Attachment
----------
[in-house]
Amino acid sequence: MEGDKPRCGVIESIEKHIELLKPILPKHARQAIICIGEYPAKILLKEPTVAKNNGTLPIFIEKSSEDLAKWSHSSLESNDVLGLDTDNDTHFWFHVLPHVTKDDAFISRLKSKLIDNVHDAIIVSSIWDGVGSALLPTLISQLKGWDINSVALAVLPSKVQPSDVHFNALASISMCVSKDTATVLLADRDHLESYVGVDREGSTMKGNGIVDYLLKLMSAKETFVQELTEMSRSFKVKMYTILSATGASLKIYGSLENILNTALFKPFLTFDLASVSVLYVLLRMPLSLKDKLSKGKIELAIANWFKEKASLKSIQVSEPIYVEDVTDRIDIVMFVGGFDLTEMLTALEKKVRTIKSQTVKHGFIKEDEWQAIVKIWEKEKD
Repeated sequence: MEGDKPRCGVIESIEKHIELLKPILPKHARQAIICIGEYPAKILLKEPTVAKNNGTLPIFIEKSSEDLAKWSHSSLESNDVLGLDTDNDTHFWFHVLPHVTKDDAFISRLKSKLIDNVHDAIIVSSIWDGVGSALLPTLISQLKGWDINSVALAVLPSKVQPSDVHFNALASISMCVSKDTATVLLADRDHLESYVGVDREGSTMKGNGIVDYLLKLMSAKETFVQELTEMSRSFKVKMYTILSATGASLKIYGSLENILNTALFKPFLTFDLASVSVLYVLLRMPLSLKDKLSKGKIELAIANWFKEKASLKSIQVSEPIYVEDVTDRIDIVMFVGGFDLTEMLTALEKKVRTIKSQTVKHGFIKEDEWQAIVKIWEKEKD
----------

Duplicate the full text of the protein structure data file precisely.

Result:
[in-house]
Amino acid sequence: MEGDKPRCGVIESIEKHIELLKPILPKHARQAIICIGEYPAKILLKEPTVAKNNGTLPIFIEKSSEDLAKWSHSSLESNDVLGLDTDNDTHFWFHVLPHVTKDDAFISRLKSKLIDNVHDAIIVSSIWDGVGSALLPTLISQLKGWDINSVALAVLPSKVQPSDVHFNALASISMCVSKDTATVLLADRDHLESYVGVDREGSTMKGNGIVDYLLKLMSAKETFVQELTEMSRSFKVKMYTILSATGASLKIYGSLENILNTALFKPFLTFDLASVSVLYVLLRMPLSLKDKLSKGKIELAIANWFKEKASLKSIQVSEPIYVEDVTDRIDIVMFVGGFDLTEMLTALEKKVRTIKSQTVKHGFIKEDEWQAIVKIWEKEKD
Repeated sequence: MEGDKPRCGVIESIEKHIELLKPILPKHARQAIICIGEYPAKILLKEPTVAKNNGTLPIFIEKSSEDLAKWSHSSLESNDVLGLDTDNDTHFWFHVLPHVTKDDAFISRLKSKLIDNVHDAIIVSSIWDGVGSALLPTLISQLKGWDINSVALAVLPSKVQPSDVHFNALASISMCVSKDTATVLLADRDHLESYVGVDREGSTMKGNGIVDYLLKLMSAKETFVQELTEMSRSFKVKMYTILSATGASLKIYGSLENILNTALFKPFLTFDLASVSVLYVLLRMPLSLKDKLSKGKIELAIANWFKEKASLKSIQVSEPIYVEDVTDRIDIVMFVGGFDLTEMLTALEKKVRTIKSQTVKHGFIKEDEWQAIVKIWEKEKD